The Publication of the ‘Dictionary of the English Language’ by Dr. Samuel Johnson
- 15th April 1755 -
There are several seminal works in the English language – The Venerable Bede’s Ecclesiastical History of the English People, The Canterbury Tales by Chaucer, The Diary of Anne Frank, War and Peace by Tolstoy – and the Dictionary written by Samuel Johnson is certainly one of those.
Johnson, born on September 18th 1709 in Lichfield, was not a healthy child. Baptised early in case he did not survive infancy he was scarred for life by scrofula, possibly a form of tuberculosis. He had a drip in his arm for much of his early life, was blind in one eye and also hard of hearing. His father was a bookseller and it was probably living his life surrounded by books that gave him a lifelong love of literature. Educated at Lichfield Grammar School he went on to Oxford University but had to drop out through lack of money. He despised the fact that inferior scholars to himself were able to further their education and was embarrassed by his lack of funds.
He tried his hand at teaching but could not find permanent work, possibly due to his appearance, twitches and unusual mannerisms which pupils found both off-putting and funny. Thus he drifted into a life of writing and moved to London in 1737 in order to further his career, two years after marrying Elizabeth Porter, 20 years his senior. He wrote for a number of periodicals as well as writing biographies, book reviews and poems. His poems London in 1738 and Vanity of Human Wishes were particularly well received as were his Rambler Essays. He also wrote accounts of proceedings in Parliament.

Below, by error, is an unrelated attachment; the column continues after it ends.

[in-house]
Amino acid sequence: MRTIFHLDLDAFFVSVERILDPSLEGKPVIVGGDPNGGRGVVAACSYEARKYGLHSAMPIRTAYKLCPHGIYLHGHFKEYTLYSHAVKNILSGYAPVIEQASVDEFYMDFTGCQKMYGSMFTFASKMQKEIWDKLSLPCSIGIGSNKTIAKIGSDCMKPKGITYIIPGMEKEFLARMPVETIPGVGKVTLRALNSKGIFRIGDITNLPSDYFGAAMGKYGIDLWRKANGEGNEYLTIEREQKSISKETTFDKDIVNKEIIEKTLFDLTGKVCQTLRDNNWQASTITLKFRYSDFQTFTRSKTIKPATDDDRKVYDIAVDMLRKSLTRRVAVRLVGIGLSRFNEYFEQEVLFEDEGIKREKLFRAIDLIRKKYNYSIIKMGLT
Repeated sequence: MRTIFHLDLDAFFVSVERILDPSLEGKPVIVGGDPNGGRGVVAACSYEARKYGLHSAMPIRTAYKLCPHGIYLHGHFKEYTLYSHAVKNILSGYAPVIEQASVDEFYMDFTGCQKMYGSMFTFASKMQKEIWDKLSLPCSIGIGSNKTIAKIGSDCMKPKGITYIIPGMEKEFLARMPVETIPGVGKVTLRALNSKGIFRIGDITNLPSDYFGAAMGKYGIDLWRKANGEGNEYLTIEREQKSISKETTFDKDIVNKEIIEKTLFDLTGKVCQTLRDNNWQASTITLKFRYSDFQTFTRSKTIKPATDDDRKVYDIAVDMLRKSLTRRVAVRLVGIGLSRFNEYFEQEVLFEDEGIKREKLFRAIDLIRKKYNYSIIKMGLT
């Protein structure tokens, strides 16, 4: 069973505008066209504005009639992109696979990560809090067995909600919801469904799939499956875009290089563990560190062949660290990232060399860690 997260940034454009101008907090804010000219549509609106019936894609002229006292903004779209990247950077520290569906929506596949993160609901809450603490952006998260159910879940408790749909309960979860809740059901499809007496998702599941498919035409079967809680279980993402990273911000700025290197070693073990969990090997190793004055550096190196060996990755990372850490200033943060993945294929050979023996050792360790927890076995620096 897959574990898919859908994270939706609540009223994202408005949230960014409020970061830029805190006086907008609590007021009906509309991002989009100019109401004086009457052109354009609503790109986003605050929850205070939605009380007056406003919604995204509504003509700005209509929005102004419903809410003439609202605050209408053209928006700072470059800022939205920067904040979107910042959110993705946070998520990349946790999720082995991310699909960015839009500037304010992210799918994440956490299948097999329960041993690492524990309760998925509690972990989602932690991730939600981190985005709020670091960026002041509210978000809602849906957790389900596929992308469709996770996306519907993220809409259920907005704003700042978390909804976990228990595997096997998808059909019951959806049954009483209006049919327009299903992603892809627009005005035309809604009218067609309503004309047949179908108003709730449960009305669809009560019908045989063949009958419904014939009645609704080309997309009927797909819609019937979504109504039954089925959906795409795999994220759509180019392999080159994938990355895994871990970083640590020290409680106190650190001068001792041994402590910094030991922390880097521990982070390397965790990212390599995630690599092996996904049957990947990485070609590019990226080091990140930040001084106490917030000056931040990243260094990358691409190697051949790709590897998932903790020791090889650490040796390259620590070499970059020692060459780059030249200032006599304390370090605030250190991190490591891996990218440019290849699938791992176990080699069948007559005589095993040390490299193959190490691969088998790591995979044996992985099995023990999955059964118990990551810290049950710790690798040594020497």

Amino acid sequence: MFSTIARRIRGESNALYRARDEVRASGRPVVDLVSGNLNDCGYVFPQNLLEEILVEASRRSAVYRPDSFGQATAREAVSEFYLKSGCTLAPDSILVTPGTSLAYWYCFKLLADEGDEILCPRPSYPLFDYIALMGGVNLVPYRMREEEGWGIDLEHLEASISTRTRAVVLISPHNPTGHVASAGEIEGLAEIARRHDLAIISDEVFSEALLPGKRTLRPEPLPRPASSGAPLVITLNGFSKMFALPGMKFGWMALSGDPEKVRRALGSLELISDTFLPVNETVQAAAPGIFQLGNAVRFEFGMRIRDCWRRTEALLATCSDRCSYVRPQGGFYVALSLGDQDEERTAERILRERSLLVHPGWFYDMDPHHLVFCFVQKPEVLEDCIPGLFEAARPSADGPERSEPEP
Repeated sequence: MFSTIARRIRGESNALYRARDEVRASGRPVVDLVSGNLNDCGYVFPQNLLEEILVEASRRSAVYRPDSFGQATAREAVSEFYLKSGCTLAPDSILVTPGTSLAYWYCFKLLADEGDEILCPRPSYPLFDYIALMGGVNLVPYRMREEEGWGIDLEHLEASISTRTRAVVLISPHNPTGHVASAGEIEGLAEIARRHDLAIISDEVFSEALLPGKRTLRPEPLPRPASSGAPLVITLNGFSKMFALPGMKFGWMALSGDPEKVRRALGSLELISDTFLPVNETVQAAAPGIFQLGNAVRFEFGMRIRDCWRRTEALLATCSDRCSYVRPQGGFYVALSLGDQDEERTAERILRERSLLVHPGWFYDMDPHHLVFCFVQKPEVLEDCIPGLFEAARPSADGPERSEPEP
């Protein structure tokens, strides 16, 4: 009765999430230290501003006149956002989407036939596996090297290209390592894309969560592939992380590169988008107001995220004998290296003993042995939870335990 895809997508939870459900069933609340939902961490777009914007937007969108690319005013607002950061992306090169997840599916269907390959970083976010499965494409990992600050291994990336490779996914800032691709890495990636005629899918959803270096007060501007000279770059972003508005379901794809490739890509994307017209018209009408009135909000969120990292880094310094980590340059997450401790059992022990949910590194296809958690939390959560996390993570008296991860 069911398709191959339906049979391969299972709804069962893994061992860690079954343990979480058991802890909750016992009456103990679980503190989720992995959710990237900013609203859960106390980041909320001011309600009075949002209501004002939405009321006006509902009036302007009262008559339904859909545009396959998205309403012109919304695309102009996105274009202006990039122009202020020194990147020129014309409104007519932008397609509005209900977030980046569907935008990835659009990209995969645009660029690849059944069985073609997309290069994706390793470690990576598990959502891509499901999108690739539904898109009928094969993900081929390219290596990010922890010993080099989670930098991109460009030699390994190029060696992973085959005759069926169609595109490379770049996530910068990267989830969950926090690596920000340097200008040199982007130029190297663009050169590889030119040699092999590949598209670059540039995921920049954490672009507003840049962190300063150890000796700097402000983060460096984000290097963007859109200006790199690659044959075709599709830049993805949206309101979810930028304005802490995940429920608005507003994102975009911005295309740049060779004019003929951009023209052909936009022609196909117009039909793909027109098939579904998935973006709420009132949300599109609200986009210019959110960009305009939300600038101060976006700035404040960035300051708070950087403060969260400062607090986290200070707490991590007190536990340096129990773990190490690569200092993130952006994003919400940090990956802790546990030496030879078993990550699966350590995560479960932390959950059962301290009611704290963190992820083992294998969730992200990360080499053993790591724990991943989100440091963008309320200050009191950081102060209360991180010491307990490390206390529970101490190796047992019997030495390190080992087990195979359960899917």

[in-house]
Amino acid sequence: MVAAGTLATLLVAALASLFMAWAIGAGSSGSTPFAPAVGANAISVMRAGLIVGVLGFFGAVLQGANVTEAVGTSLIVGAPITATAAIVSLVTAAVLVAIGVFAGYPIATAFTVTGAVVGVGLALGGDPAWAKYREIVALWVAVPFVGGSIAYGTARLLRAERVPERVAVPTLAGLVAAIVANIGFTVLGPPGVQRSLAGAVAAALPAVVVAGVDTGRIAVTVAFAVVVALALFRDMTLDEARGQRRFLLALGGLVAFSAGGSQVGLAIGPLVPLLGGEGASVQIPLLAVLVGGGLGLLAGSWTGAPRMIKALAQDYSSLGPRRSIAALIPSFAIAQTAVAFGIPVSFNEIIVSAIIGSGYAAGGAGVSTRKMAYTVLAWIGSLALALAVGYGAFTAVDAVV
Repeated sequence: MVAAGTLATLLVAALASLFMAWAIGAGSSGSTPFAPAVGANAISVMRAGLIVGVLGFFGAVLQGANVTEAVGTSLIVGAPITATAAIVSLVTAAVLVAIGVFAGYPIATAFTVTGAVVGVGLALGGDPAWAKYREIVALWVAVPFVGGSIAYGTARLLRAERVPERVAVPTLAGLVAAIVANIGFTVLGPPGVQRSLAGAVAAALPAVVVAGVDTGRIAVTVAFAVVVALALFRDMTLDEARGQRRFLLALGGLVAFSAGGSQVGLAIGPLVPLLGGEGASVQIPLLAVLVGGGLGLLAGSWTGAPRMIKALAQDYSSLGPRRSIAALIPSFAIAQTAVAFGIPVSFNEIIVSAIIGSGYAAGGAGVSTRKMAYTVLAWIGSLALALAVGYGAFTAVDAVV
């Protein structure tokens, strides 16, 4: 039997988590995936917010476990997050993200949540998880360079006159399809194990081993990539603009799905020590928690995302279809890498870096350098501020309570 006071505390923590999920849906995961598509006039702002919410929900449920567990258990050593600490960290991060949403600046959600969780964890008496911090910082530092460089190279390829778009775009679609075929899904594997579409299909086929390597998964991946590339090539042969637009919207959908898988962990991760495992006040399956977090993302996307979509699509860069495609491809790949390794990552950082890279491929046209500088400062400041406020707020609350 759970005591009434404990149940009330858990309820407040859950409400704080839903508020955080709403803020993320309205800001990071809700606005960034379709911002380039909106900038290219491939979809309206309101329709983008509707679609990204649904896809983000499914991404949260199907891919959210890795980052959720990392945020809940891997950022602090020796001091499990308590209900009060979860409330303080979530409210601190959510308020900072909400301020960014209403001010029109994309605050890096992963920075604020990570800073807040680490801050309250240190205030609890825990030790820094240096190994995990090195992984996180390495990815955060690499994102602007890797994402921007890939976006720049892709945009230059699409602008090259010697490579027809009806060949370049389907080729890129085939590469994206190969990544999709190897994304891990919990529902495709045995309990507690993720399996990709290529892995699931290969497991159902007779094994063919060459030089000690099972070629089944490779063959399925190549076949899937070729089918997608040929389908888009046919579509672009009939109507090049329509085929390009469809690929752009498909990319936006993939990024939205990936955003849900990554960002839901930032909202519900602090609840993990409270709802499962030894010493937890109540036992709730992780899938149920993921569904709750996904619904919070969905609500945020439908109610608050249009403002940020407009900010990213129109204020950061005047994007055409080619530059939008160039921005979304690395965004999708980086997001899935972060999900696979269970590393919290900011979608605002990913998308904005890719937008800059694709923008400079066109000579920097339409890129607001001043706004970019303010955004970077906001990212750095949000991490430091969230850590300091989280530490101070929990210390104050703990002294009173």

It is for his dictionary, however, that he is probably best remembered. This was commissioned by a group of London booksellers to formalise the rules governing the English language. It took him over eight years to complete and he had the help of eight researchers. Over 40,000 words are defined in detail in the book, giving quotations from a wide range of sources as well as giving the word’s etymology. Johnson sometimes twisted, re-wrote or chopped out parts of the quotation in order to convey the precise meaning he wanted to get across.
In his preface Johnson talked about ‘the energetic variations of the English language’ and the need to instill some discipline into it. He had hoped to give a definitive summary but realised that the language was always evolving and that all he could do was to record the language of his day. In a book he wrote, called The Plan, he proposed to write “a dictionary by which the pronunciation of our language may be fixed, and its attainment facilitated; by which its purity may be preserved, its use ascertained, and its duration lengthened.”
He has sometimes been criticised for putting too much of himself into the work. For example in his definition of Oats - “a grain which in England is generally given to horses, but in Scotland supports the people.” He was deeply conservative and this comes across. As Sidney Landau puts it in his book, Dictionaries: The Art and Craft of Lexicography, “Johnson’s Dictionary is not distinguished by its innovations . . . but by the skillful and original execution of techniques already established, albeit provisionally, in early modern English lexicography. What Johnson did, he did supremely well.”
After the death of his wife he became good friends with the writer James Boswell and they toured Scotland. When Johnson died on 13th December 1784 Boswell set about writing his famous account – ‘The Life of Samuel Johnson’. Johnson was buried in Westminster Abbey and his dictionary allowed knowledge to spread more easily from person to person through the use of standardised language.